In the gender discourses, traditional ulama read Qur’anic reforms of historical and cultural seventh-century Arab practices literally and its statement employed to reform the practices for all times and places. While for Wadud, its Qur’anic reform as establishing precedent for continual development toward as just social order.[13] The social order should be obtained not only emphasizing the fair treatment of women but also making them as social agents responsible for contributing to the advancement of society.

In the matter of inheritance, Wadud proposed that the distribution of inheritance should regard many considerations: a) the distribution of inheritance should be given to both surviving male and female heirs, b) some wealth of inheritance can be bequeathed, and c) the distribution should consider to the circumstance of the bereft of heirs, their benefit to the deceased and the benefits of the wealth inherited.[14] Besides, Wadud said that the distribution of the inheritance must be equitable.[15]

[1] http://www.thejakartapost.com/news/2009/11/19/dr-amina-wadud-for-a-progressive-islam.html. Accessed on October 11, 2014

[2] http://en.wikipedia.org/wiki/Amina_Wadud. Accessed on october 9, 2014

[3]  Amina Wadud, Qur’an and Woman: Rereading the Sacred Text from a Woman’s Perspective, (New York: Oxford University Press, 1999), p. 1.

[4] Amina Wadud, Qur’an and Woman: Rereading the Sacred Text from a Woman’s Perspective, (New York: Oxford University Press, 1999), p. 1 Amina Wadud, Qur’an and Woman: Rereading the Sacred Text from a Woman’s Perspective, (New York: Oxford University Press, 1999), p. 2.

[5] Amina Wadud, Qur’an and Woman: Rereading the Sacred Text from a Woman’s Perspective, (New York: Oxford University Press, 1999), p. 2.

[6] Amina Wadud, Qur’an and Woman: Rereading the Sacred Text from a Woman’s Perspective, (New York: Oxford University Press, 1999), p. 3.

[7] Amina Wadud, Qur’an and Woman: Rereading the Sacred Text from a Woman’s Perspective, (New York: Oxford University Press, 1999), p. 3 Amina Wadud, Qur’an and Woman: Rereading the Sacred Text from a Woman’s Perspective, (New York: Oxford University Press, 1999),  p. xiii.

[8] Amina Wadud, Qur’an and Woman: Rereading the Sacred Text from a Woman’s Perspective, (New York: Oxford University Press, 1999), p. 3.

[9] Amina Wadud, Qur’an and Woman: Rereading the Sacred Text from a Woman’s Perspective, (New York: Oxford University Press, 1999), p. 3 Amina Wadud, Qur’an and Woman: Rereading the Sacred Text from a Woman’s Perspective, (New York: Oxford University Press, 1999),  p. xii.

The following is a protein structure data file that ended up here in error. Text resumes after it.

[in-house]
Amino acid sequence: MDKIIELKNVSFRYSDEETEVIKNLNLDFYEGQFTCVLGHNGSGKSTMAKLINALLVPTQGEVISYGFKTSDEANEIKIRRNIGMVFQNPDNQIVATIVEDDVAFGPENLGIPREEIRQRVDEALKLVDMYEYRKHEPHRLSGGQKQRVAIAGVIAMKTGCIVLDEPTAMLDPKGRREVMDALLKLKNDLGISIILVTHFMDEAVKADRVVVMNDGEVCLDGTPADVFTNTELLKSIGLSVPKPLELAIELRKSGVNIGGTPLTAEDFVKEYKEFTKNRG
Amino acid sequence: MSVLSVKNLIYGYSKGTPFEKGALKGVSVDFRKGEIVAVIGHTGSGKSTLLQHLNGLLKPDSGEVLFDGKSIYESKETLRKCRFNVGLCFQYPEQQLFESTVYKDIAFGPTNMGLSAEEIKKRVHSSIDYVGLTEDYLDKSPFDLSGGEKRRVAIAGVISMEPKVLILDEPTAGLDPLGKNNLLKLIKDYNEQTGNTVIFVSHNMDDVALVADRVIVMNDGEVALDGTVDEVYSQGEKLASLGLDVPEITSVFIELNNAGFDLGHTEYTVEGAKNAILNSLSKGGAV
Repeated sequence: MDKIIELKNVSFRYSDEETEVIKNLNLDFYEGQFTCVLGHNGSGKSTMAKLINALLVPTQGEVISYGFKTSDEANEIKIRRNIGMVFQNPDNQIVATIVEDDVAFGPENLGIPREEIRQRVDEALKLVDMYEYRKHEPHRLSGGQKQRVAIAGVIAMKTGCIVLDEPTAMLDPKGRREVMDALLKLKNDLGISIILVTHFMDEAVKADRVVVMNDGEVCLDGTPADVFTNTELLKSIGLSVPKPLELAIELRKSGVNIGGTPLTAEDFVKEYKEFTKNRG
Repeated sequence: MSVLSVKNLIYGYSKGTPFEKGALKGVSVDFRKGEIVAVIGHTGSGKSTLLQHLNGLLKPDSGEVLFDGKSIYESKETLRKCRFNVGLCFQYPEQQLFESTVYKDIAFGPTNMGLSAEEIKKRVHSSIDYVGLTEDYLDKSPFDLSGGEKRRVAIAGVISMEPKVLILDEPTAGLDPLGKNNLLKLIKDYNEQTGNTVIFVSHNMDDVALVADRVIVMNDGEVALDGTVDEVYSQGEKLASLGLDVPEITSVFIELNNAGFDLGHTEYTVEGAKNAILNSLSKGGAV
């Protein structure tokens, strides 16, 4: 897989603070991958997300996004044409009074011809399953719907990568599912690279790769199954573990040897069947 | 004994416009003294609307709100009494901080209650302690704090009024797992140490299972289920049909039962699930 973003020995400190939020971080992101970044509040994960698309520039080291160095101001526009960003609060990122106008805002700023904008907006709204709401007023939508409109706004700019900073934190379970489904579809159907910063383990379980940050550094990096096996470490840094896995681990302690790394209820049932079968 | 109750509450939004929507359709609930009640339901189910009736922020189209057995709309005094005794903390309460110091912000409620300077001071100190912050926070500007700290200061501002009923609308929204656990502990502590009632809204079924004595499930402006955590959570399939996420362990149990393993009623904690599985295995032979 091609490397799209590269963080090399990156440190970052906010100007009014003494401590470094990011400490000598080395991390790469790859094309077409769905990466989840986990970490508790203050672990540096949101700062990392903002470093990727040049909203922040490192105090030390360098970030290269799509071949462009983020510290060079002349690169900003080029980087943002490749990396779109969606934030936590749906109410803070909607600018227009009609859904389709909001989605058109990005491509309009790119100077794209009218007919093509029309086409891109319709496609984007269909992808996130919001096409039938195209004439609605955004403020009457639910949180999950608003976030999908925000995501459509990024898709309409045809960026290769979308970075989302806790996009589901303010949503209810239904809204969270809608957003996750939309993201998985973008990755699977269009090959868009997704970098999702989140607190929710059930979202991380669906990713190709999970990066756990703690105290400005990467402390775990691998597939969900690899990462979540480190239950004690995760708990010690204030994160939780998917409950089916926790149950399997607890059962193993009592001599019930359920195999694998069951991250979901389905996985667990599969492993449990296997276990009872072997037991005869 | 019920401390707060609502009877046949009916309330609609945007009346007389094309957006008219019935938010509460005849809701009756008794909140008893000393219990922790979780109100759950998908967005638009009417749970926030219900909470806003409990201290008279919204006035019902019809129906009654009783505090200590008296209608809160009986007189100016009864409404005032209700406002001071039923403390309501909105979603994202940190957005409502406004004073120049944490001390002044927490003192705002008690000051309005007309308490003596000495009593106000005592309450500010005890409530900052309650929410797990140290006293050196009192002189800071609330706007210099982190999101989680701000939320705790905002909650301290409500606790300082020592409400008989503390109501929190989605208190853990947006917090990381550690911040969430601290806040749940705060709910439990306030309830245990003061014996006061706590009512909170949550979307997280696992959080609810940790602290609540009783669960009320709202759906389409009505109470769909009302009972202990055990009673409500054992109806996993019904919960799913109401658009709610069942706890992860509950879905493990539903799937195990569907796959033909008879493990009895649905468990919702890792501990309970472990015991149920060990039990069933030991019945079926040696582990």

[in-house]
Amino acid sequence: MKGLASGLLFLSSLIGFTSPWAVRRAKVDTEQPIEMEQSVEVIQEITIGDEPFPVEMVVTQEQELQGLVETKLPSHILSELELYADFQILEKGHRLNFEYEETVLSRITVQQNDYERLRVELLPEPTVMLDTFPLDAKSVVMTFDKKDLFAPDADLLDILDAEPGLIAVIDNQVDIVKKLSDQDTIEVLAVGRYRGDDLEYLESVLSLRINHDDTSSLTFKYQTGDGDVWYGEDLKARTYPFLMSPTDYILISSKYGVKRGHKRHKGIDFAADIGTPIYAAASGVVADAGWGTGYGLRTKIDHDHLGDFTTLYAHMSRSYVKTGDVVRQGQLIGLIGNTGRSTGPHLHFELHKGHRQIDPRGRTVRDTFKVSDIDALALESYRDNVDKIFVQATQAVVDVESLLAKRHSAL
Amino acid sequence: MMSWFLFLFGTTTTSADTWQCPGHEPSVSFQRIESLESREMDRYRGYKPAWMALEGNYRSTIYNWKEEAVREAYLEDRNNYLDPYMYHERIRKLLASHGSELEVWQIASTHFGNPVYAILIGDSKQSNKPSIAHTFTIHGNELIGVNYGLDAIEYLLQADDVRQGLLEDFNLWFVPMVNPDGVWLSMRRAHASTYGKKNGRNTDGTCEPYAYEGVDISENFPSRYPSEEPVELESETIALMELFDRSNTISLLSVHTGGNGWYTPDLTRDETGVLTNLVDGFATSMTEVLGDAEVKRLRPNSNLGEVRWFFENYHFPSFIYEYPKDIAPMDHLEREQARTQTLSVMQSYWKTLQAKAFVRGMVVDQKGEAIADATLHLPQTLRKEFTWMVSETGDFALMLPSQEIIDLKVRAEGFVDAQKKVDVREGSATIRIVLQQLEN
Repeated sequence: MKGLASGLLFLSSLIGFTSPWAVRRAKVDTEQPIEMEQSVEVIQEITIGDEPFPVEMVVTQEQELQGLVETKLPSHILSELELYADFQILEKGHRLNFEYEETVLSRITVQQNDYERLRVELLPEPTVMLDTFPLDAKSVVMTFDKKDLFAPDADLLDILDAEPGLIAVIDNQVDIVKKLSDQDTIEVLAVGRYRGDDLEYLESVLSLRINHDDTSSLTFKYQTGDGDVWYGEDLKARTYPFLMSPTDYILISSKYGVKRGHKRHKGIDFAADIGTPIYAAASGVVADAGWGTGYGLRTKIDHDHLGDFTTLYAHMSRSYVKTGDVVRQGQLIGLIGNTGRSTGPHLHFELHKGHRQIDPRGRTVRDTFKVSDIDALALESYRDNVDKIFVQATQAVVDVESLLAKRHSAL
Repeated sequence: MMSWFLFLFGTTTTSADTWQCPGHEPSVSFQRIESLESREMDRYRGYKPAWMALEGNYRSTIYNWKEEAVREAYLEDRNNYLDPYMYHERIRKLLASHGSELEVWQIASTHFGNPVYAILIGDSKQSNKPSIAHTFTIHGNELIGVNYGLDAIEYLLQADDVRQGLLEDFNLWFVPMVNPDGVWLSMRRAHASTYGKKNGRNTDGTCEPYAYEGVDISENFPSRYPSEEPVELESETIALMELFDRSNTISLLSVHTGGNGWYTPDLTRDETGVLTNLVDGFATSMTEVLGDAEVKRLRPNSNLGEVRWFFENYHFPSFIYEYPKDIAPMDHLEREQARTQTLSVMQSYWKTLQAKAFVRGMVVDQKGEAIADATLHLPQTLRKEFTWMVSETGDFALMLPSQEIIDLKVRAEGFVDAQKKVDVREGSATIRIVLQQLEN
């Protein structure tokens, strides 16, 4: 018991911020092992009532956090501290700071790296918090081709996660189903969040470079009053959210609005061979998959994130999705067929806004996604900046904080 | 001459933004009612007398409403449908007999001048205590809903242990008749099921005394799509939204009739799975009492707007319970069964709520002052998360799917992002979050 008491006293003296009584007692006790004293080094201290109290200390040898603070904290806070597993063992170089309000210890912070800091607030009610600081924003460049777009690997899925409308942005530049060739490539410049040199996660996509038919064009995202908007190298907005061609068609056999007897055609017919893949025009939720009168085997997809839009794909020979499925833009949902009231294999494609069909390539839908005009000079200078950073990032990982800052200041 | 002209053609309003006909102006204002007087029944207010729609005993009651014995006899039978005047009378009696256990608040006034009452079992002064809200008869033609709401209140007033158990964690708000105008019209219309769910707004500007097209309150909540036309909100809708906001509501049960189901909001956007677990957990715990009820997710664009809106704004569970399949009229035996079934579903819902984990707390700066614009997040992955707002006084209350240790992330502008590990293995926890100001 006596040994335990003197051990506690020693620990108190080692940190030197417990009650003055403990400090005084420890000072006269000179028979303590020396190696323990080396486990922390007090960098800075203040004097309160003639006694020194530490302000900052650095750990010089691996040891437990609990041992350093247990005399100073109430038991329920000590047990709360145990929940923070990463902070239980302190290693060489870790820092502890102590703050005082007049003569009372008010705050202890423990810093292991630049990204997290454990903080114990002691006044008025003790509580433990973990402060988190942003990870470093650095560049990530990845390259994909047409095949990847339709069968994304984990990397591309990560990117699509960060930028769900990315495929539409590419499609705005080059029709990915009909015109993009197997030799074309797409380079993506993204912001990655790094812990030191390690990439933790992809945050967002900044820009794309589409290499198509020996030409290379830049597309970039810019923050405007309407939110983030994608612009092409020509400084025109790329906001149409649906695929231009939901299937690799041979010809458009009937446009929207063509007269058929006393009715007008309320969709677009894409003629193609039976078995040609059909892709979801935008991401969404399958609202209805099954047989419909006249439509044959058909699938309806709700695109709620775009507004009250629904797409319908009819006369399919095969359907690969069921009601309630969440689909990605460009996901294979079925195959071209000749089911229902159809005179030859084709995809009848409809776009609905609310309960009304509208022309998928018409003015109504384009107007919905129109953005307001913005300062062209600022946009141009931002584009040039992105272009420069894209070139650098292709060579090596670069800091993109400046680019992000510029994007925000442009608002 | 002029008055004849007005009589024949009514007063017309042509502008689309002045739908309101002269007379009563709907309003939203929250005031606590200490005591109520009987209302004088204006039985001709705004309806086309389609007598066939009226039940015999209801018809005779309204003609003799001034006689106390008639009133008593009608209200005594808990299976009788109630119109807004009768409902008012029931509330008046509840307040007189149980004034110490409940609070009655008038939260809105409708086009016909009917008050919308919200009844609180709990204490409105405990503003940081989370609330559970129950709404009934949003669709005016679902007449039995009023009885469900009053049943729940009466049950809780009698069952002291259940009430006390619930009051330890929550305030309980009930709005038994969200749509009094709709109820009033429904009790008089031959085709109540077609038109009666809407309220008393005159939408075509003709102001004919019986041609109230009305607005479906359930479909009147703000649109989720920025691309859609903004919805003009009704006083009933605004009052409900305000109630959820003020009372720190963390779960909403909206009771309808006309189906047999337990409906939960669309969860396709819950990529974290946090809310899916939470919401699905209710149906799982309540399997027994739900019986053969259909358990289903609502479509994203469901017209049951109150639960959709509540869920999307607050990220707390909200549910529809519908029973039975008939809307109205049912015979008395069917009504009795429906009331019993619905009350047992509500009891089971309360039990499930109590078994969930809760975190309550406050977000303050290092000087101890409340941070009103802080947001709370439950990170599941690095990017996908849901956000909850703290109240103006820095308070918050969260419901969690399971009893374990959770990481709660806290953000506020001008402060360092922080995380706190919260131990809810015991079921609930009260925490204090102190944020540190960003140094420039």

[10]  Muḥammad Shaḥrūr, Naḥw Uṣūl Jadīdah li al-Fiqh al-Islāmī: Fiqh al-Mar’ah  [al-Waṣiyyah; al-Irth; al-Qiwāmah; al-Ta‘aduddiyyah; al-Libās], (Damascus, al-Ahālī li al-Ṭiba‘ah wa al-Nashr wa al-Tawzī‘, 2000), p. 21.

[11] Amina Wadud, Qur’an and Woman: Rereading the Sacred Text from a Woman’s Perspective, (New York: Oxford University Press, 1999), p. 3 Amina Wadud, Qur’an and Woman: Rereading the Sacred Text from a Woman’s Perspective, (New York: Oxford University Press, 1999),  p. xii.

[12]  Amina Wadud, Qur’an and Woman: Rereading the Sacred Text from a Woman’s Perspective, (New York: Oxford University Press, 1999), p. 3 Amina Wadud, Qur’an and Woman: Rereading the Sacred Text from a Woman’s Perspective, (New York: Oxford University Press, 1999),  p. xiii.

[13]  Amina Wadud, Qur’an and Woman: Rereading the Sacred Text from a Woman’s Perspective, (New York: Oxford University Press, 1999), p. 3 Amina Wadud, Qur’an and Woman: Rereading the Sacred Text from a Woman’s Perspective, (New York: Oxford University Press, 1999),  p. xiii.

[14] Amina Wadud, Qur’an and Woman: Rereading the Sacred Text from a Woman’s Perspective, (New York: Oxford University Press, 1999), p. 3 Amina Wadud, Qur’an and Woman: Rereading the Sacred Text from a Woman’s Perspective, (New York: Oxford University Press, 1999),  p. 88.

[15] Amina Wadud, Qur’an and Woman: Rereading the Sacred Text from a Woman’s Perspective, (New York: Oxford University Press, 1999), p. 3 Amina Wadud, Qur’an and Woman: Rereading the Sacred Text from a Woman’s Perspective, (New York: Oxford University Press, 1999),  p. 87.